Essay Example on Native Reaction to Invasion of America: 1892 vs 1992

Paper Type:  Essay
Pages:  5
Wordcount:  1215 Words
Date:  2023-01-23

In the article Native Reaction to the Invasion of America, the author James Axtell discusses the history of America through the interaction between the Natives and colonial newcomers. Axtell's first point is the drastic change in the view of the Columbian observances of 1892 and 1992. The difference drawn is that in 1892, Columbus was referred to as the Admiral of the Ocean Sea and Native Americans were virtually non-existing. By1992 however, Columbus no longer has the spotlight he had, and Native Americans are much more evident and annoyed about what was depicted in history as a beautiful moment. Maybe an incredible moment in the history of Europe, but it was the start of the end for indigenous Americans (Axtell 59).

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Axtell argues out that the confrontations between Europeans and the Indians were not as easy as that between Europe and the Indians in arms. Native Americans reacted differently to each of the colonies that invaded America and likewise. The reason for this is because the Native Americans were divided into many tribes. Each of which interacted differently to the invasion by Europeans on their land. Most of the Indian tribes tried many methods not to defeat the Europeans, but to preserve the status quo and culture. Axtell also points out the European point of view of the indigenous Americans as savages who inadvertently and occasionally acted civilized. He also illustrates that the European perspective of the Indians centered more on how they lived and what they anticipated when they encountered strangers. Axtell also proclaims that not all Native Americans were aggressive. Some communities were accommodating but highly cautious, which therefore describes why frequent conflicts broke out between the Natives and various colonies (Axtell 60).

On the other hand, some Native groups were accommodating because they viewed Europeans as inferior and more equivalent in comparison with them. Axtell describes the Native Americans' reaction to the Europeans as being regarded as divine beings or at the worst, their equals. He describes their astonishment at European arms and clothing that caused them to welcome Europeans to their settlements and shower them with presents. (Axtell 61). With the interaction going on, communication rapidly became an issue. The ancient sign language acts went beyond easy counting and exchanging visible objects. Therefore, as the dominant population, the Indians tried to get foreigners to learn the country's language. However, the English and Spanish explorers were usually too ethnocentric to follow up on the ways of the Natives. So, they forced the Natives to learn their national languages or regional dialects.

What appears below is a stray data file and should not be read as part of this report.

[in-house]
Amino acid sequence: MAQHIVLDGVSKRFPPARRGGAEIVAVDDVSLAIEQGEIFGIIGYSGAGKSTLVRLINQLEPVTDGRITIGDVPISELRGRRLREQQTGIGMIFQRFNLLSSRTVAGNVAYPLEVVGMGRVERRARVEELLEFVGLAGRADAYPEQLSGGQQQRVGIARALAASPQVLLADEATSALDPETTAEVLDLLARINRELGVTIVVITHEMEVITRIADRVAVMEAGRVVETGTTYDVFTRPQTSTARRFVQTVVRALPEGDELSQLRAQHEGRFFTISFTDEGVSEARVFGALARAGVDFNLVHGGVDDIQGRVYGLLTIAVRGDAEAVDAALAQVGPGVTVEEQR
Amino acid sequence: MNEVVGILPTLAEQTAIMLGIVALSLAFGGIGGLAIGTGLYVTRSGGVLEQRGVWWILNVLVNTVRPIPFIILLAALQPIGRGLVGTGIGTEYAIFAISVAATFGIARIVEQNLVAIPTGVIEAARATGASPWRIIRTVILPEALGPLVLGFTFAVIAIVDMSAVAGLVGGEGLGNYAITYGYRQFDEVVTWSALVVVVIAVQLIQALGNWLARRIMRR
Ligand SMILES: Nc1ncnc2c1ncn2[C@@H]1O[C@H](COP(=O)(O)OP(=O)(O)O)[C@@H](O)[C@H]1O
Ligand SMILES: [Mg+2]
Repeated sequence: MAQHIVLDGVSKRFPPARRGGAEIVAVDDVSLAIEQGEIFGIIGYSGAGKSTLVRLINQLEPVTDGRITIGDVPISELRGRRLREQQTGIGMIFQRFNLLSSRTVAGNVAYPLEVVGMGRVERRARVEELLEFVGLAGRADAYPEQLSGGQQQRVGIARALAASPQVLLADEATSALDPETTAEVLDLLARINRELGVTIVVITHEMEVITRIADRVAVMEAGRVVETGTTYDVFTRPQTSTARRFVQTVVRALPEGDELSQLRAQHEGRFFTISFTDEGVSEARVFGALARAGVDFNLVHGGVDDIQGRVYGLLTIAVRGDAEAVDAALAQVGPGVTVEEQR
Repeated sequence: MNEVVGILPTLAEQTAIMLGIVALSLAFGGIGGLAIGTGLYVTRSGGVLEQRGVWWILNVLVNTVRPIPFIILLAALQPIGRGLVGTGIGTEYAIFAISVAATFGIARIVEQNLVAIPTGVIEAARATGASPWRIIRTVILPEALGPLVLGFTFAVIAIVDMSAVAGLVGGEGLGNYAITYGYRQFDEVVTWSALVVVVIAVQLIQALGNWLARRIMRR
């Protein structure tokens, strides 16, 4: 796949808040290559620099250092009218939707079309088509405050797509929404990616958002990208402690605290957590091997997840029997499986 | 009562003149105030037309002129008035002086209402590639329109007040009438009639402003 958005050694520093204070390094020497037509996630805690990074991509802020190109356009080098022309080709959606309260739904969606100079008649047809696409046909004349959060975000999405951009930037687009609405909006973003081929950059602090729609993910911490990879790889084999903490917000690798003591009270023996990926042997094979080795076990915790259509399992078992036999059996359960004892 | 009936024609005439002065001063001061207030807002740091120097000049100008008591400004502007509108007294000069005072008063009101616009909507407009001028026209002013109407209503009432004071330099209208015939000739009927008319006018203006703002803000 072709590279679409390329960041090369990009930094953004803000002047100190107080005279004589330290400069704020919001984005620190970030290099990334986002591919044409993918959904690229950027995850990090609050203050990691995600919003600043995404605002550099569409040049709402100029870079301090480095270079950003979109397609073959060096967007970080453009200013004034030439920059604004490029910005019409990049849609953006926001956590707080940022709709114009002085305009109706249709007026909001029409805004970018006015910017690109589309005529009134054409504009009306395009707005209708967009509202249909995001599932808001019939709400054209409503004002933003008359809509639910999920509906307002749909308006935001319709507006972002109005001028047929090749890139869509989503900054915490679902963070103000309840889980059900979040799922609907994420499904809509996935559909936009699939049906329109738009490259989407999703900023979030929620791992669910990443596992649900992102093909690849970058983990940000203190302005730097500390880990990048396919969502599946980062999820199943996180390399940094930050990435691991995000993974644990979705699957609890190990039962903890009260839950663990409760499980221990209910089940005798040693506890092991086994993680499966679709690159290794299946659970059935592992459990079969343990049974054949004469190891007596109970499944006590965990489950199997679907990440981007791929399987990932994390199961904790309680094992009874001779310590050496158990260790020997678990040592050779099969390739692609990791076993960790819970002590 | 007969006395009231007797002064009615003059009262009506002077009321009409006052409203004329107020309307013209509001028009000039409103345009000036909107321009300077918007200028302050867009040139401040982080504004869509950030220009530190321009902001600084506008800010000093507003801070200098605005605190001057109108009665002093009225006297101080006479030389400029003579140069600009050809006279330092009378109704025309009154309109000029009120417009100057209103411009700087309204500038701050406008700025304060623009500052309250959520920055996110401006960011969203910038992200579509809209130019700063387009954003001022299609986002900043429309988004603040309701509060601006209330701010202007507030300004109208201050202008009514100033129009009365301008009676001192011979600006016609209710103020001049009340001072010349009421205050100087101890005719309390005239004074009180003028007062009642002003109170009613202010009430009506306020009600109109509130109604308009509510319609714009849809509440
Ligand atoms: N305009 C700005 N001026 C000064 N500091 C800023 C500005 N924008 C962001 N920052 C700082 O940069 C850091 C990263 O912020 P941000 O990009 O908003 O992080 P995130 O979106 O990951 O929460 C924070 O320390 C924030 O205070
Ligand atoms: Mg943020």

Axtell further argues that the newcomers were also responsible for the importation of epidemic diseases that killed many Natives. The Europeans carried alongside them diseases such as smallpox, diphtheria, influenza, and childhood diseases such as measles and mumps. These diseases were a catastrophe to large numbers of defenseless Indian adults and children. Smallpox was the biggest killer, with the probability of wiping out 50-90 percent of an Indian village or tribe, simply because many people fell sick at the same time (Axtell 62). For that reason, Axtell argues that no one was left to provide fires, food, and especially water for the fever-ravaged victims. The epidemic was catastrophic partly because the Natives initially had no immunities from previous exposure to the disease (Axtell 62). The disease was airborne and also spread through human touch. It was the Natives' custom to crowd around the bed of an ailing person to lend comfort and a sense of solidarity. The Native's responses, therefore, only increased the diseases' deadly reach and aggravated their effects.